Type in your search terms. At this stage, it is best to use words that broadly describe your topic, rather than specific terminology.
For example, if your question is: How does temperature affect the heart rate of Drosophila melanogaster? You might try using some of these general keywords:
In addition, these subject terms may be useful (subject terms are much like the tags you apply in Facebook or other social media sites, but in a library catalog, subject terms are created by librarians):
- Drosophila -- physiology
- insects -- physiology
- cardiovascular system -- physiology
- physiology, comparative
Try using the Advanced Search in the library catalog. On this page, you may combine a Keyword search with a Subject search and limit by publication date and version (print or electronic), among other things.
You may also limit results using the toolbar on the right-hand side of your results page within the library catalog.
Not finding what you want? Contact Kirstin, your Biological Sciences librarian (see box at top right of this page).
Note that you will cite your articles in the Introduction and Discussion of your manuscript.
Looking for more articles related to one you have already found? Check the Literature Cited (also called References) section of the article. Remember to Ask a Librarian if you need help finding an article.
- Zoological Record
- Biosis Previews
- Biological & Agricultural Index Plus (add Academic Search Complete to your search)
- Google Scholar
Try searching in more than one! Try them all!!
When searching for journal articles use more specific keywords than when searching for books. Consider again the sample question How does temperature affect the heart rate of Drosophila melanogaster? Suggested keywords for a journal article search include (you may think of more!):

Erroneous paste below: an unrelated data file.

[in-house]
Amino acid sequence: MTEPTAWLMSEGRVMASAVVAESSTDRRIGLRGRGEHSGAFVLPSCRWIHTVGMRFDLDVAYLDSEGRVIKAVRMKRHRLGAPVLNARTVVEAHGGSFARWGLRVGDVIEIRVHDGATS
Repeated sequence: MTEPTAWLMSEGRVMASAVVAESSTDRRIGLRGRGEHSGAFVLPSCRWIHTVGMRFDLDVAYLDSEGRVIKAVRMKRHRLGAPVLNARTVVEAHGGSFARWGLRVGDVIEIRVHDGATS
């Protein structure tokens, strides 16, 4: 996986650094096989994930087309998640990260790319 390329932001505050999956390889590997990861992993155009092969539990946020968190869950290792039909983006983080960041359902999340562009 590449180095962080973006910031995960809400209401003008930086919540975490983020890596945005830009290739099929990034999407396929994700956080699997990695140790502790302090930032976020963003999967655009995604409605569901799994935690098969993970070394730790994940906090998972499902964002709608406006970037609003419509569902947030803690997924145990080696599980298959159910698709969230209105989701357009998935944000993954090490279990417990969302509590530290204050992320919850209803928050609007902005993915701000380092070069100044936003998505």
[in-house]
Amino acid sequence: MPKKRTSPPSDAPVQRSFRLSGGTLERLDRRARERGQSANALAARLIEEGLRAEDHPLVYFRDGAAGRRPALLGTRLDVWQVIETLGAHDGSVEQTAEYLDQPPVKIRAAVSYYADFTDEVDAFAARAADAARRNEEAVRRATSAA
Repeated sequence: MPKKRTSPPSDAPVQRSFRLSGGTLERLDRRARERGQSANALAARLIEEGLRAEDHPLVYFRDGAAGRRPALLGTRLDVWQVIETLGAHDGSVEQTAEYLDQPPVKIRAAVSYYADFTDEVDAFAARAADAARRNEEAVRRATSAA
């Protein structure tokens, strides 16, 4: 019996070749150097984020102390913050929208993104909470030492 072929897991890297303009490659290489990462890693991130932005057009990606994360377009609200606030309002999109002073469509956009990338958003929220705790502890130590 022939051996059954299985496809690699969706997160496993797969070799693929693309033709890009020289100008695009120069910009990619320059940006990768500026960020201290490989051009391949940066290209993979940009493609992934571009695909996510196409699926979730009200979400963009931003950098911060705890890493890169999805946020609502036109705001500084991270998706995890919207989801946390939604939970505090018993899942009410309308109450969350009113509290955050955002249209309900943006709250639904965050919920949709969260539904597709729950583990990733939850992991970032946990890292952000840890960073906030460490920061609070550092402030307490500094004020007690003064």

- Drosophila melanogaster
- heart rate
- physiological effects
Below is an example of a Basic Search in the database Zoological Record. Try doing a Multi-Field Search, as well.
Remember if you see , click on this link to navigate to the full-text article. See instructions in the right-hand column of this guide.
How do you find an article if you only have a citation?
Use the citation locator on the Journal Titles tab of the new Booth Library homepage:
- Use the journal title in this search NOT the article title (see above example). Abbreviations are okay!
- Many scientific article citations do not include an issue number; if so, leave the Iss. box empty (as in the example above).
- Type the starting page only in the First Page box.
- If you know the DOI (Digital Object Identifier, a unique number assigned to an article), you need only enter that number into the Digital Object Identifier box to search.
Questions? Contact Kirstin, the Biological Sciences librarian or Ask a Librarian.
Full text available means the article can be viewed and printed from your computer.
Booth Library owns some issues means your article may be available in hard copy (print journals) at the library. Click to verify the issue you want is at Booth. Ask a Librarian for help with this task.
If the first option on the screen is Request document via Interlibrary Loan, the article is not available in the library or online.
Click on "Request document via" and fill out the form to request the article. Your article should arrive within one week. In most cases, a link to the article is sent to you by e-mail.
There is no charge to you for using this service.